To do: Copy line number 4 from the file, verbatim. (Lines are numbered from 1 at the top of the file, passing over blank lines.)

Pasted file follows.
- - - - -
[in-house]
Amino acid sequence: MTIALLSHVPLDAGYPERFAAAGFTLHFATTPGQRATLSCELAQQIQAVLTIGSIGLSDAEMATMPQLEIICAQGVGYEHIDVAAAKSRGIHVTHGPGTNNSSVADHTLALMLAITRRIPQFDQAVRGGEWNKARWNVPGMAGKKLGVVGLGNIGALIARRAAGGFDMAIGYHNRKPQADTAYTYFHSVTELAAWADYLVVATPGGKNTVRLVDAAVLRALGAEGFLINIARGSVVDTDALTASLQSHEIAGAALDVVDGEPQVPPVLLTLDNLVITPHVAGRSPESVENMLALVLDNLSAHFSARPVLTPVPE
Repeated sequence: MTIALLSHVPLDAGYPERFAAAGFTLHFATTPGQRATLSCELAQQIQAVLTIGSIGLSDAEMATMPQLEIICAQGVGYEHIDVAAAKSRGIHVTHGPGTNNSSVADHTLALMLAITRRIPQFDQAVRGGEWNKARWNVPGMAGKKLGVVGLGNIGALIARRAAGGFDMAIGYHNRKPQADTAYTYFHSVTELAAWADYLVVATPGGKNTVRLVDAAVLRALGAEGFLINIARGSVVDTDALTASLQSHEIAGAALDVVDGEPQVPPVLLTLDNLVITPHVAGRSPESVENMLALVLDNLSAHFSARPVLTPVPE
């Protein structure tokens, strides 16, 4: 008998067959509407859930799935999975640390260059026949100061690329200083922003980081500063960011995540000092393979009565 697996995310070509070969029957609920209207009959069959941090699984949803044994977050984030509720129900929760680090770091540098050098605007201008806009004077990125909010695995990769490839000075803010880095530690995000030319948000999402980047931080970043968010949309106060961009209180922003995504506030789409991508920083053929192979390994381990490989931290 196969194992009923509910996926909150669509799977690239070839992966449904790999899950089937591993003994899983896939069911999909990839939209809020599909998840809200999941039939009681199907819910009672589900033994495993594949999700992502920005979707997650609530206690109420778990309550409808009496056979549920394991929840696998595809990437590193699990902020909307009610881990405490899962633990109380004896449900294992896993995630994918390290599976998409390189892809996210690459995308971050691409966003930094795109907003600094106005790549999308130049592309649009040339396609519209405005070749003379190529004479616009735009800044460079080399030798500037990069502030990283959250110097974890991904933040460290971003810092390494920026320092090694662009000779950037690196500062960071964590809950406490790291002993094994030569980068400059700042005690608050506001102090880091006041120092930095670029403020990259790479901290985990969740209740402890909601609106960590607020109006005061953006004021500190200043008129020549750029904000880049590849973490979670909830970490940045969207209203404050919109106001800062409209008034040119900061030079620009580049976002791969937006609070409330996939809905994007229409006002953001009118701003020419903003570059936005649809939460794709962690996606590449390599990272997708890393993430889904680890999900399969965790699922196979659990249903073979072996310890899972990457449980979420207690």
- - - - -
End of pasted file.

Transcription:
């Protein structure tokens, strides 16, 4: 008998067959509407859930799935999975640390260059026949100061690329200083922003980081500063960011995540000092393979009565 697996995310070509070969029957609920209207009959069959941090699984949803044994977050984030509720129900929760680090770091540098050098605007201008806009004077990125909010695995990769490839000075803010880095530690995000030319948000999402980047931080970043968010949309106060961009209180922003995504506030789409991508920083053929192979390994381990490989931290 196969194992009923509910996926909150669509799977690239070839992966449904790999899950089937591993003994899983896939069911999909990839939209809020599909998840809200999941039939009681199907819910009672589900033994495993594949999700992502920005979707997650609530206690109420778990309550409808009496056979549920394991929840696998595809990437590193699990902020909307009610881990405490899962633990109380004896449900294992896993995630994918390290599976998409390189892809996210690459995308971050691409966003930094795109907003600094106005790549999308130049592309649009040339396609519209405005070749003379190529004479616009735009800044460079080399030798500037990069502030990283959250110097974890991904933040460290971003810092390494920026320092090694662009000779950037690196500062960071964590809950406490790291002993094994030569980068400059700042005690608050506001102090880091006041120092930095670029403020990259790479901290985990969740209740402890909601609106960590607020109006005061953006004021500190200043008129020549750029904000880049590849973490979670909830970490940045969207209203404050919109106001800062409209008034040119900061030079620009580049976002791969937006609070409330996939809905994007229409006002953001009118701003020419903003570059936005649809939460794709962690996606590449390599990272997708890393993430889904680890999900399969965790699922196979659990249903073979072996310890899972990457449980979420207690």